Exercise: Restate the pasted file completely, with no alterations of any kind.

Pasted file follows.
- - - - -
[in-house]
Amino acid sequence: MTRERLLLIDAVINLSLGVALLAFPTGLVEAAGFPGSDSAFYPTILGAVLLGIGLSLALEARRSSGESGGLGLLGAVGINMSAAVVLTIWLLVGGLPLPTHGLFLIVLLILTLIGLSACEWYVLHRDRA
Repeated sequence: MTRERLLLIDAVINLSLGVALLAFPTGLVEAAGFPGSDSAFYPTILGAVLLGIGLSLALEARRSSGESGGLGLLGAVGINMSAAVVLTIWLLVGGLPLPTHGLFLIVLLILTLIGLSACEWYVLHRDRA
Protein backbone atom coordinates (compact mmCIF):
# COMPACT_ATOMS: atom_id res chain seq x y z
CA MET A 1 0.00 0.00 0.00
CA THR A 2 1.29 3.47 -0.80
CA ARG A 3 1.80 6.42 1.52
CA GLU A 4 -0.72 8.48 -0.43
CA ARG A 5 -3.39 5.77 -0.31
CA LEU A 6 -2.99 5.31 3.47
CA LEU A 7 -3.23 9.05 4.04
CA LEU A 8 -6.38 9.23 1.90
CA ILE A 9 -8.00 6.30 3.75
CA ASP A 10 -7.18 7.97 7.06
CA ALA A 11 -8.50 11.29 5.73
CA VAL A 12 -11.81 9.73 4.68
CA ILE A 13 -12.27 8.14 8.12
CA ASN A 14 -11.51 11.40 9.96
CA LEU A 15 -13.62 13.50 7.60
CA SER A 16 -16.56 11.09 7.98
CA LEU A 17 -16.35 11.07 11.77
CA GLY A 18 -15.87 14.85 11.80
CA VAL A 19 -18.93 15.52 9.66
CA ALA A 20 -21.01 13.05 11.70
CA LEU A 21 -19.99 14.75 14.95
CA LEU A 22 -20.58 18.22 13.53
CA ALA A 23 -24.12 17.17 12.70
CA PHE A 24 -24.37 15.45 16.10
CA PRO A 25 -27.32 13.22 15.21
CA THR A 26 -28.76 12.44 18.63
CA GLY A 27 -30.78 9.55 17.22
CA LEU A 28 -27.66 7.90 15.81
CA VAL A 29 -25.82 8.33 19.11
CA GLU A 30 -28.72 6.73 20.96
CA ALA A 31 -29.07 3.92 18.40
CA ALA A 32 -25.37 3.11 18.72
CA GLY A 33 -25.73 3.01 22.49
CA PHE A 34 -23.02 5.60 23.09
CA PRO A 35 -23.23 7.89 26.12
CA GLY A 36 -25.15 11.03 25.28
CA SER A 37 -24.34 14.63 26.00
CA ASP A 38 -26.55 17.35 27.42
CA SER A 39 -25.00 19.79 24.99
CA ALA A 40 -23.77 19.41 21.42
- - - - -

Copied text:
[in-house]
Amino acid sequence: MTRERLLLIDAVINLSLGVALLAFPTGLVEAAGFPGSDSAFYPTILGAVLLGIGLSLALEARRSSGESGGLGLLGAVGINMSAAVVLTIWLLVGGLPLPTHGLFLIVLLILTLIGLSACEWYVLHRDRA
Repeated sequence: MTRERLLLIDAVINLSLGVALLAFPTGLVEAAGFPGSDSAFYPTILGAVLLGIGLSLALEARRSSGESGGLGLLGAVGINMSAAVVLTIWLLVGGLPLPTHGLFLIVLLILTLIGLSACEWYVLHRDRA
Protein backbone atom coordinates (compact mmCIF):
# COMPACT_ATOMS: atom_id res chain seq x y z
CA MET A 1 0.00 0.00 0.00
CA THR A 2 1.29 3.47 -0.80
CA ARG A 3 1.80 6.42 1.52
CA GLU A 4 -0.72 8.48 -0.43
CA ARG A 5 -3.39 5.77 -0.31
CA LEU A 6 -2.99 5.31 3.47
CA LEU A 7 -3.23 9.05 4.04
CA LEU A 8 -6.38 9.23 1.90
CA ILE A 9 -8.00 6.30 3.75
CA ASP A 10 -7.18 7.97 7.06
CA ALA A 11 -8.50 11.29 5.73
CA VAL A 12 -11.81 9.73 4.68
CA ILE A 13 -12.27 8.14 8.12
CA ASN A 14 -11.51 11.40 9.96
CA LEU A 15 -13.62 13.50 7.60
CA SER A 16 -16.56 11.09 7.98
CA LEU A 17 -16.35 11.07 11.77
CA GLY A 18 -15.87 14.85 11.80
CA VAL A 19 -18.93 15.52 9.66
CA ALA A 20 -21.01 13.05 11.70
CA LEU A 21 -19.99 14.75 14.95
CA LEU A 22 -20.58 18.22 13.53
CA ALA A 23 -24.12 17.17 12.70
CA PHE A 24 -24.37 15.45 16.10
CA PRO A 25 -27.32 13.22 15.21
CA THR A 26 -28.76 12.44 18.63
CA GLY A 27 -30.78 9.55 17.22
CA LEU A 28 -27.66 7.90 15.81
CA VAL A 29 -25.82 8.33 19.11
CA GLU A 30 -28.72 6.73 20.96
CA ALA A 31 -29.07 3.92 18.40
CA ALA A 32 -25.37 3.11 18.72
CA GLY A 33 -25.73 3.01 22.49
CA PHE A 34 -23.02 5.60 23.09
CA PRO A 35 -23.23 7.89 26.12
CA GLY A 36 -25.15 11.03 25.28
CA SER A 37 -24.34 14.63 26.00
CA ASP A 38 -26.55 17.35 27.42
CA SER A 39 -25.00 19.79 24.99
CA ALA A 40 -23.77 19.41 21.42